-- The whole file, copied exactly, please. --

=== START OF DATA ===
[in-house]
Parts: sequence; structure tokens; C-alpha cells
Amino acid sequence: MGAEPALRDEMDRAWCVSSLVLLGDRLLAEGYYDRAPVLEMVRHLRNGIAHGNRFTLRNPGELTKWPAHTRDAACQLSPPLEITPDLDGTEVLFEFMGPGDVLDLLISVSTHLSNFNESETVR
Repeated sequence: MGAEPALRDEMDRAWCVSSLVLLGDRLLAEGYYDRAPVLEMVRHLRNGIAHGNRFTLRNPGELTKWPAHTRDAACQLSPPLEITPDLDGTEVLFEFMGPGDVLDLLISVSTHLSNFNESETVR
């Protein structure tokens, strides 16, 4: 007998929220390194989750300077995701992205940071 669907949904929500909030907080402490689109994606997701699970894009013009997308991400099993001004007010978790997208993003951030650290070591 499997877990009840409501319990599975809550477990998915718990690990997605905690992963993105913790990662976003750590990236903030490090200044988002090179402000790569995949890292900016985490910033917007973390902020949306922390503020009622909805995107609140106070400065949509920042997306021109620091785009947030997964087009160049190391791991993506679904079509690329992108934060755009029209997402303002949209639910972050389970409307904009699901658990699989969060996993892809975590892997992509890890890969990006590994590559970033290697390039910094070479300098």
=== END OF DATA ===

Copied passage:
[in-house]
Parts: sequence; structure tokens; C-alpha cells
Amino acid sequence: MGAEPALRDEMDRAWCVSSLVLLGDRLLAEGYYDRAPVLEMVRHLRNGIAHGNRFTLRNPGELTKWPAHTRDAACQLSPPLEITPDLDGTEVLFEFMGPGDVLDLLISVSTHLSNFNESETVR
Repeated sequence: MGAEPALRDEMDRAWCVSSLVLLGDRLLAEGYYDRAPVLEMVRHLRNGIAHGNRFTLRNPGELTKWPAHTRDAACQLSPPLEITPDLDGTEVLFEFMGPGDVLDLLISVSTHLSNFNESETVR
């Protein structure tokens, strides 16, 4: 007998929220390194989750300077995701992205940071 669907949904929500909030907080402490689109994606997701699970894009013009997308991400099993001004007010978790997208993003951030650290070591 499997877990009840409501319990599975809550477990998915718990690990997605905690992963993105913790990662976003750590990236903030490090200044988002090179402000790569995949890292900016985490910033917007973390902020949306922390503020009622909805995107609140106070400065949509920042997306021109620091785009947030997964087009160049190391791991993506679904079509690329992108934060755009029209997402303002949209639910972050389970409307904009699901658990699989969060996993892809975590892997992509890890890969990006590994590559970033290697390039910094070479300098």